I Got Dumped In Rome And I Don’t Think I’ll Ever Go Back

The phone crackled as I walked aimlessly around the Gare de Lyon train station in Paris seeking a stronger wifi signal.

“Wait. So what did they say?”

“They strongly recommended that I should transfer to a different school for next year.”

“Next year? As in… next year?”

“Yeah. We can’t afford it and they don’t want me to take out loans.”

“Um. Okay. Well. See you never I guess?”

“Don’t say that. It’s probably not going to happen.”

I was about to board an overnight train to Rome. I wouldn’t be able to communicate for over twelve hours and he decides now is a good time to tell me we might never see each other again.

“Well. Trains boarding. So I guess I’ll just talk to you when I can.”

“See you soon.”

He always ended our phone conversations with “See you soon” it had always bothered me but it stung especially this time.

We weren’t supposed to be together anyway, I thought to myself as I crossed the train station back to my friend who was guarding our packs.

Eight months earlier on New Years Eve I broke up with my boyfriend of two years. It wasn’t a clean break. While I became a chore to my friends, needing copious amounts of attention and council, he tried to appear to be fine to everyone around us. This bugged me. This was why, I suppose, we didn’t work.

I saw him across a room at callbacks for a show a month and a half after my break up. He looked interesting. And, more importantly at a small school, he was someone I didn’t know. He seemed to be someone no one knew. We sat there for hours together waiting to be called in to read for parts. Talking, not talking. I enjoyed being with someone for a few hours that didn’t know anything I had done, and didn’t expect me to be whoever everyone else expected me to be. We started spending time together. We weren’t supposed to be together. I was supposed to take time alone. But there was something about him. Something different.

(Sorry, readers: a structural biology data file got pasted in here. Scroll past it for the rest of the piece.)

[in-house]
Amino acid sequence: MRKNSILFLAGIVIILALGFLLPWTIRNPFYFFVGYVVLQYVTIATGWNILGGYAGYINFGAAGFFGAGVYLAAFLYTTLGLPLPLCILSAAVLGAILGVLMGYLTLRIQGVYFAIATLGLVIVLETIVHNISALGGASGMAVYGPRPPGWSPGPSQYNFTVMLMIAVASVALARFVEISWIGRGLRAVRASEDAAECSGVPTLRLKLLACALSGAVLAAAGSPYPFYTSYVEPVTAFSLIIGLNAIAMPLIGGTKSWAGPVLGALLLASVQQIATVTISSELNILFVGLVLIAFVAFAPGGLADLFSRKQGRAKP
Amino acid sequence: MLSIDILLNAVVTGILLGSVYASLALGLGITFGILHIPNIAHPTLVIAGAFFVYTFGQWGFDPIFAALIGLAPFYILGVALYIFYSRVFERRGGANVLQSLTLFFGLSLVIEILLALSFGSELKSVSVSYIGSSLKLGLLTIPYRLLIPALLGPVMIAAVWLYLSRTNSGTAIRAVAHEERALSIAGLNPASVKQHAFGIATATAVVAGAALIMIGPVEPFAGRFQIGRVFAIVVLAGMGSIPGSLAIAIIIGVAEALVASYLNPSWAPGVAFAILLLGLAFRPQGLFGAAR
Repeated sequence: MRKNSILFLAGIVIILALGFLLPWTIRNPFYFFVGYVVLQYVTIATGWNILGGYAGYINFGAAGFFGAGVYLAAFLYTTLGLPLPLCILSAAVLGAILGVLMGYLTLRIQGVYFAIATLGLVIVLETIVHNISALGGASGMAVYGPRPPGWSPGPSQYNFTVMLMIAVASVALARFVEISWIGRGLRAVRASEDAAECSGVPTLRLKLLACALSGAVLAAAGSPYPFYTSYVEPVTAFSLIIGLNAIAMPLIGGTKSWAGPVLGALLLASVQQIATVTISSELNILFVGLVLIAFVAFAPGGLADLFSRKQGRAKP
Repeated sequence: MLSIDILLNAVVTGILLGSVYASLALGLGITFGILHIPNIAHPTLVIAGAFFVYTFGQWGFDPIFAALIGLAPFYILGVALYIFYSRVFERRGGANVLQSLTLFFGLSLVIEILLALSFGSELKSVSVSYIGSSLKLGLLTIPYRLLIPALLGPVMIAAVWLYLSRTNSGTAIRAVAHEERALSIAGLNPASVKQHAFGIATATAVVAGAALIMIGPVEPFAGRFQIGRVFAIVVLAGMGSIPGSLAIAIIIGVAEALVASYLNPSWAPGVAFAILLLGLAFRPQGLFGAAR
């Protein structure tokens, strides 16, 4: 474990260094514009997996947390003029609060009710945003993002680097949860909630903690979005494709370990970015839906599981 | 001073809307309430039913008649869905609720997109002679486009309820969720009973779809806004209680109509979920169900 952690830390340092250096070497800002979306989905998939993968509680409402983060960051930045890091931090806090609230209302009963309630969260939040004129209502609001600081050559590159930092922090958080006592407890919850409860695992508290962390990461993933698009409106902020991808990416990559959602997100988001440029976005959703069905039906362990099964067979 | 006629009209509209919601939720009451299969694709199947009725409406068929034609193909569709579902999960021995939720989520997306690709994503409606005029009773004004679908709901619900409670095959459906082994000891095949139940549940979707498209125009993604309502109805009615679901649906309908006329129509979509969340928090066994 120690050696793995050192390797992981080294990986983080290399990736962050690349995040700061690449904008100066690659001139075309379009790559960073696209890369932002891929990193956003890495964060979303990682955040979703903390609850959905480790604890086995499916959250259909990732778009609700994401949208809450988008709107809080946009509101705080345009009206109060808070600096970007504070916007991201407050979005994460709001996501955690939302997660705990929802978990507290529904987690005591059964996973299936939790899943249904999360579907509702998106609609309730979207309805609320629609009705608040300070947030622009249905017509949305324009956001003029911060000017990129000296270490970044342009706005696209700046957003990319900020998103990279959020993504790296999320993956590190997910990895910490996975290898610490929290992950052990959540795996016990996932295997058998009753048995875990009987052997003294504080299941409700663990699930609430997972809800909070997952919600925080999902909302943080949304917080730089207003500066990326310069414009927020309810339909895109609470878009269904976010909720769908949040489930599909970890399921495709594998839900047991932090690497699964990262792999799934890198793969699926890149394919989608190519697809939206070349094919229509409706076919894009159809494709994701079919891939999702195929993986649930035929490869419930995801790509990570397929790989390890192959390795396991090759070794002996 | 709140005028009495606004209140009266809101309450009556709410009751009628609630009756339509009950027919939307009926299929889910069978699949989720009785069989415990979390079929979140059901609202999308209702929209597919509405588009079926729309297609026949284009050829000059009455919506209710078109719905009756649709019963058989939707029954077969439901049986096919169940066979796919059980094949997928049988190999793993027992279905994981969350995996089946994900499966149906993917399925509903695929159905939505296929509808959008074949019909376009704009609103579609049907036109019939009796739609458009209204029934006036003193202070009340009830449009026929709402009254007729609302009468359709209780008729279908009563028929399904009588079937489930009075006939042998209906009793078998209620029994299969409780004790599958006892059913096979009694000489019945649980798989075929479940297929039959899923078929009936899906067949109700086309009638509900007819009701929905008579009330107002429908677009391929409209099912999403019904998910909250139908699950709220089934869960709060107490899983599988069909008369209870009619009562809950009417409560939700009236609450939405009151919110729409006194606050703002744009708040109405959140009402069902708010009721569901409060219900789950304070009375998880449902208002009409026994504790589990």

We boarded the train and I remembered the bottle of wine in my pack I picked up at the grocery store in Paris before we left. Way to go me. Travel pro tip: never expect anything to go according to plan when traveling by train. Lightening struck a tree and it fell on to the tracks. We stopped for hours as they cleared them off. Then the engine gave out: total electrical failure. We waited for a new engine. Then we woke up and we were in Switzerland. We were supposed to be in Rome. We emerged from the train station to see a beautiful town surrounded by mountains and green. The air was clean and a sense of calm swept over me even though I didn’t know why we were here. I didn’t care. This was exactly where I needed to be.

After twenty-eight hours of travel we were finally in Rome. I sent my mom, dad, best friend, sister and him hurried text messages and we practically sprinted to the closest restaurant the little Italian man at the front desk had recommended. Armed with a fork in one hand and a vat of wine in the other I devoured my pasta in four bites. We returned to our cockroach hotel and I sent a grown up text message: “Pasta and Wine help me think more clearly. Transfer schools. Go to New York. Staying at a school you don’t like and can’t afford for a girl is stupid. Even if I am that girl.”